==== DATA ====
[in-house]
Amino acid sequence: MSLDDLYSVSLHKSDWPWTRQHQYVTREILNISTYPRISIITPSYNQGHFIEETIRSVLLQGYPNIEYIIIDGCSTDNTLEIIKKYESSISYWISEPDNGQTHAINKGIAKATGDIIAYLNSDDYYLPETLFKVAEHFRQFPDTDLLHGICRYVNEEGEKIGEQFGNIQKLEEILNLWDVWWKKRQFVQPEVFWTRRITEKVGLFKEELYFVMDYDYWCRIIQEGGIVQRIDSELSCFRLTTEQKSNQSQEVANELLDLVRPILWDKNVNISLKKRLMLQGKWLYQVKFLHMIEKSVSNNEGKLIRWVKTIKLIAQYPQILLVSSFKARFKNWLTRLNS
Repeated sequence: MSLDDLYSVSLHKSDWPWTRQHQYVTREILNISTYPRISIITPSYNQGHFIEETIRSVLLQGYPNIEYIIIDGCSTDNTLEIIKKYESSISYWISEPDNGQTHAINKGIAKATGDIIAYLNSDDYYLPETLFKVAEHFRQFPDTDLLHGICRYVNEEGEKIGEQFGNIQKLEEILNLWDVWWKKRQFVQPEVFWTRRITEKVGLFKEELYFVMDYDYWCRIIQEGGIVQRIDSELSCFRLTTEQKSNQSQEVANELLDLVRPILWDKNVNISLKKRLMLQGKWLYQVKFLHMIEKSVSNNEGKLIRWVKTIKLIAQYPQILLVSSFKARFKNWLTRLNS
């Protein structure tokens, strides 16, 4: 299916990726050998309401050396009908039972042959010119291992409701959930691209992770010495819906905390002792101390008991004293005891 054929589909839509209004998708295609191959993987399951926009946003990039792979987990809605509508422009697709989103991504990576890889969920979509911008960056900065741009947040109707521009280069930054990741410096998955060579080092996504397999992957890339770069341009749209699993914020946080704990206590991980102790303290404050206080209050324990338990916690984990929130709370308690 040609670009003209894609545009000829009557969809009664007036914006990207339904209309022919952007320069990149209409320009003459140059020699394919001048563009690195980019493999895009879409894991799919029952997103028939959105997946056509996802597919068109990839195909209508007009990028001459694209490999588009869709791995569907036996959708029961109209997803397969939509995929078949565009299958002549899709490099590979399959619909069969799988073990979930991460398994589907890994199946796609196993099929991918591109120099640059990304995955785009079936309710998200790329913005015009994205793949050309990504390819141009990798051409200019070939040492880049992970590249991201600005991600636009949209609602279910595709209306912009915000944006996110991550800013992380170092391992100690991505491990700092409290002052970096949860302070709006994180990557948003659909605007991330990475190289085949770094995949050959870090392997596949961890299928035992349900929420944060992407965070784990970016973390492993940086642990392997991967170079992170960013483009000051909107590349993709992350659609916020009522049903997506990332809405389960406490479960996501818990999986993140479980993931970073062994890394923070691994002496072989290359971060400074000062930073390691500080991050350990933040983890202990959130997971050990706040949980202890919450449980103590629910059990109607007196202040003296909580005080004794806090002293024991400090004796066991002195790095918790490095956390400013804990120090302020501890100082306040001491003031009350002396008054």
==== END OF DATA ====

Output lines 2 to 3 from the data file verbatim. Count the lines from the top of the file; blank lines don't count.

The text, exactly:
Amino acid sequence: MSLDDLYSVSLHKSDWPWTRQHQYVTREILNISTYPRISIITPSYNQGHFIEETIRSVLLQGYPNIEYIIIDGCSTDNTLEIIKKYESSISYWISEPDNGQTHAINKGIAKATGDIIAYLNSDDYYLPETLFKVAEHFRQFPDTDLLHGICRYVNEEGEKIGEQFGNIQKLEEILNLWDVWWKKRQFVQPEVFWTRRITEKVGLFKEELYFVMDYDYWCRIIQEGGIVQRIDSELSCFRLTTEQKSNQSQEVANELLDLVRPILWDKNVNISLKKRLMLQGKWLYQVKFLHMIEKSVSNNEGKLIRWVKTIKLIAQYPQILLVSSFKARFKNWLTRLNS
Repeated sequence: MSLDDLYSVSLHKSDWPWTRQHQYVTREILNISTYPRISIITPSYNQGHFIEETIRSVLLQGYPNIEYIIIDGCSTDNTLEIIKKYESSISYWISEPDNGQTHAINKGIAKATGDIIAYLNSDDYYLPETLFKVAEHFRQFPDTDLLHGICRYVNEEGEKIGEQFGNIQKLEEILNLWDVWWKKRQFVQPEVFWTRRITEKVGLFKEELYFVMDYDYWCRIIQEGGIVQRIDSELSCFRLTTEQKSNQSQEVANELLDLVRPILWDKNVNISLKKRLMLQGKWLYQVKFLHMIEKSVSNNEGKLIRWVKTIKLIAQYPQILLVSSFKARFKNWLTRLNS